Acts, Regulations, and Code

All operators of pleasure craft must comply with the following acts, regulations and code. The operator of a pleasure craft who does not comply with these acts, regulations or code could be subject to penalties or fines.

  1. Canada Shipping Act 2001
  2. Contravention’s Act
  3. Vessel Operation Restriction Regulations (VORR)
  4. Charts and Nautical Publications Regulations
  5. Collision Regulations
  6. Small Vessel Regulations
  7. Criminal Code of Canada


When on board, the operator must keep watch for any signals that indicate distress and/or the need for assistance from others. Providing there is no serious danger to one’s own boat and the persons on board, all operators are required to assist any person found at sea and/or in danger of being lost. Operators also have an obligation to stop and offer assistance when their own boat is involved in an accident. Failure to stop at the scene of a collision is a punishable offence.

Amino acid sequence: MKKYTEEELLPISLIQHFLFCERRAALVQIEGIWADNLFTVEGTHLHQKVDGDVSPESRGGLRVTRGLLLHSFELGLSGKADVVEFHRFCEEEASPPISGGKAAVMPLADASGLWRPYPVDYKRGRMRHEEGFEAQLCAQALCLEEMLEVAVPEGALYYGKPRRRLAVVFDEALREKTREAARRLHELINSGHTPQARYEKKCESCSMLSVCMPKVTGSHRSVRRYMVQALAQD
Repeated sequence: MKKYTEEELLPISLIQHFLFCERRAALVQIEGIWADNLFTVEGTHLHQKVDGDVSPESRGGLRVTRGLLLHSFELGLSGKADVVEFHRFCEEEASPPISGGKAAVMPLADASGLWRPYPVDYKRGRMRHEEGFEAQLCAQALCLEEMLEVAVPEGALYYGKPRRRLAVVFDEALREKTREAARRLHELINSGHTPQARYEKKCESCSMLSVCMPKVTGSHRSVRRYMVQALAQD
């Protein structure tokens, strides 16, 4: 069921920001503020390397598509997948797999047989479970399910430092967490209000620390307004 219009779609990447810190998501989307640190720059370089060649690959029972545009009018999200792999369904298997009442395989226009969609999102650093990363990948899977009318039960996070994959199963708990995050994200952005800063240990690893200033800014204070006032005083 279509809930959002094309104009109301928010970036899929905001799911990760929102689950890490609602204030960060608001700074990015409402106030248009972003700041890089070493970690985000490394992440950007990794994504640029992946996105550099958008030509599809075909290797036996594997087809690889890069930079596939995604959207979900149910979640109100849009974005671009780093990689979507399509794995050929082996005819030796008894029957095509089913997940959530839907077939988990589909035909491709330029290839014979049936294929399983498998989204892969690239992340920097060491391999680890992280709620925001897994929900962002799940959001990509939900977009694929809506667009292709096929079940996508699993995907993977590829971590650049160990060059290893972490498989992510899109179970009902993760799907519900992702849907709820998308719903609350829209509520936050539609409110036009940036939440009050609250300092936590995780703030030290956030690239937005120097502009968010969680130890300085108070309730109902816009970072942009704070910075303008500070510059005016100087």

If someone is being towed, (i.e. water skier, tuber etc.) he or she must be adequately watched by someone in the boat other than the boat driver. Towing someone after dark (sunset to sunrise) is strictly prohibited. A person(s) being towed is considered as being on the boat. This means all the rules that apply to persons on the boat also apply to the person(s) being towed. Aseat must also be available in the boat for the person(s) towed. This means that any boat (including a PWC ) must seat at least three (3) people if someone is going to be towed: one for the boat operator, one for the person being towed, and one for the person keeping watch on the person being towed.

Driving a boat after drinking alcohol is illegal and punishable under the Criminal Code. The same basic rules covering operation of automobiles and alcohol and drug use all apply to boat operation. Careless or reckless driving of boats is also an offence. Alcohol and drug related boat operation is a common cause of on-water incidents and fatalities. Operating a vessel while disqualified is an offence and could lead to fines or possible imprisonment.

No one on a boat is permitted to send false messages, such as false distress calls. “Making fast” or attaching a boat by lines to any signal, buoy or other sea-mark used for navigation purposes is also prohibited, as this could interfere with marine signals. In addition, signals, buoys or other sea-marks used for navigation purposes are not to be removed, concealed or altered in any way. No one should operate a vessel in such a manner that it endangers their life or anyone else’s life. Remember there are legal and safety responsibilities for all boaters.